UPDATED: Iassogna requests 4.75% school budget increase
The $95.6-million budget request Superintendent Ralph Iassogna delivered to the school board Tuesday night maintains class sizes and fosters a safe and positive learning environment while seeking cost savings wherever possible, Iassogna said.
In delivering his request to the board, Iassogna said the budget proposal for the 2013-14 school year already had undergone extensive review at the school and administrative level, which resulted in more than $2 million in reductions.
"This final recommendation reflects my best judgment of what is needed to address the basic needs of our students while enabling the district to operate responsibly and safely," Iassogna said. "It is important to note that I was most cognizant of the state of our economy and the onerous burden placed on local and state taxpayers and that the district has the responsibility, without compromising student needs, to implement methods and approaches that achieve efficiencies wherever possible."
The budget proposal represents a 4.75% increase over the current $91.3-million budget, or an increase of $4.3 million. Of that increase, more than $2.6 million is earmarked for salaries and benefits. Health benefits in particular are projected to rise 8% this year.
Project Catapult, a technology initiative tied to a state-mandated three-year technology plan, represents another $643,000 of the increase and special education tuition costs another $375,000. All other programs represent a total of $635,682, or .7% of the total budget.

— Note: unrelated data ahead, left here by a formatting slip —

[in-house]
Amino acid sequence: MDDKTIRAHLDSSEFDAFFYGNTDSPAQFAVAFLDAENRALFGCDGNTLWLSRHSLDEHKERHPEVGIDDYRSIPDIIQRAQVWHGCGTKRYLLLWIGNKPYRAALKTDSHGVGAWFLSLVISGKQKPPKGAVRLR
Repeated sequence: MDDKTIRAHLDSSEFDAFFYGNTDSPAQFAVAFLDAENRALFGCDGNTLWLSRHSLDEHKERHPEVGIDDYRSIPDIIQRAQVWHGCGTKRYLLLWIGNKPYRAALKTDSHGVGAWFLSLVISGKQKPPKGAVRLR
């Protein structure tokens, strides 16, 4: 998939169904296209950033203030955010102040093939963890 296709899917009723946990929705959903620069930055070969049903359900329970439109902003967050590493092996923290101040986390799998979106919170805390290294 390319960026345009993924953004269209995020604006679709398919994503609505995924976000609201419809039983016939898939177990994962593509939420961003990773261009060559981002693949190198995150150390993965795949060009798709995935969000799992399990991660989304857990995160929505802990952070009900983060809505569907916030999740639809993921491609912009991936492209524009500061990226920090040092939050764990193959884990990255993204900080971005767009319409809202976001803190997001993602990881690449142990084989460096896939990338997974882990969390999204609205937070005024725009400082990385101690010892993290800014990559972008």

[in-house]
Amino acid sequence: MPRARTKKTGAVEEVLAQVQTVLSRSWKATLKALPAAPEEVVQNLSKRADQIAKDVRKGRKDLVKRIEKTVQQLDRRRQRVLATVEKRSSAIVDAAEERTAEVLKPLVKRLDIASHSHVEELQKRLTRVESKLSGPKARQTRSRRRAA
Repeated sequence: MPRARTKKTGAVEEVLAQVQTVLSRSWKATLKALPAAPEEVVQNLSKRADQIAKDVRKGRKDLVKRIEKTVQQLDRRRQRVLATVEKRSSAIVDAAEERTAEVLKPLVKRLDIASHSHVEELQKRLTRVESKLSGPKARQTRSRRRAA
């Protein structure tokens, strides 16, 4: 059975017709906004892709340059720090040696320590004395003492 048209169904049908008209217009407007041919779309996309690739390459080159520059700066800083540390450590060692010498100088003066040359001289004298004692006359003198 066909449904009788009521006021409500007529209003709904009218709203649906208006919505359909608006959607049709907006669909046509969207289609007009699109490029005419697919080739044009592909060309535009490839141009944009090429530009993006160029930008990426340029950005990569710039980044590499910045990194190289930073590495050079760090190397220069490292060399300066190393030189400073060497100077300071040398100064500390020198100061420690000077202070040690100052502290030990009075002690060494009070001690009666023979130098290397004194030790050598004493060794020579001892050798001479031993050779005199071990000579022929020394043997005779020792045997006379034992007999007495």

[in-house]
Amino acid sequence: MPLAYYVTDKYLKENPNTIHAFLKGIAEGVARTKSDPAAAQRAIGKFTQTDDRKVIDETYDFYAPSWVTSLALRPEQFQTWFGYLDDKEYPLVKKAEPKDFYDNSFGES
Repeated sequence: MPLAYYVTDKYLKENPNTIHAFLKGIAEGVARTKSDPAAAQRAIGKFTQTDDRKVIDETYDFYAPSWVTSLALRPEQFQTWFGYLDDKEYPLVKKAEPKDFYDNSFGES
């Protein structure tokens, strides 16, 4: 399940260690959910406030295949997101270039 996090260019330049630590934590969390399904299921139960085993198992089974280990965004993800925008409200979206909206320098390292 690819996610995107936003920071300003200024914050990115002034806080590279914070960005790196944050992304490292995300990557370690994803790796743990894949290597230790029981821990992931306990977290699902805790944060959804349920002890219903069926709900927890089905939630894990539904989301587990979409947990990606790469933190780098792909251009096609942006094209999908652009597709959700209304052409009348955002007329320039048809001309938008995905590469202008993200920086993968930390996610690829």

In his presentation Iassogna cited statistics showing that Trumbull spends less per pupil than many comparable towns. The state classifies towns into Demographic Resource Groups based on various ecomomic and social factors. Trumbull's per-pupil spending as of 2011, the most recent year with published budgets, was $12,695. Other communities in Trumbull's DRG include Fairfield ($14,380), Orange ($14,001), Guilford ($13,562), and Madison ($13,007). Trumbull spends more than DRG peers Cheshire ($12,523), Avon ($12,318) and Newtown ($12,072).
Iassogna said the Trumbull school system gets maximum "bang for its buck," and listed a series of recent accomplishments, including a score of 9 out of 10 from Family Circle, a fifth-place ranking in Connecticut Magazine and the fact that 94% of students continue their education after graduating from Trumbull High.
Next year, the school system is projecting a decrease of 74 students, to 6,882. Most of the decrease is at the middle school level, where the administration projects a 66-student decrease, to 1,570. Trumbull High is projected to enroll 2,207 students, three more than this year.
The reduction in students allowed the system to reduce teacher staff by two at the sixth-to-eighth grade level, but that savings is offset by a projected 8% increase in health insurance rates. Iassogna also anticipates 10 teachers retiring, a net savings of about $288,300 over their replacements. The school bus contract also expires this year, and Iassogna projected a 3.25% increase in transportation costs.
Iassogna requested new funds for Project Catapult and a series of facility upgrades for the athletics department. The athletics upgrades included resurfacing the football field at Trumbull High, which athletic director Michael Herbst said is worn out and nearing the limits of player safety, upgrading the track around the football field and resurfacing the school's tennis courts. The upgrades would cost more than $1 million, but Iassogna said the cost would be presented to the town as a bonding project.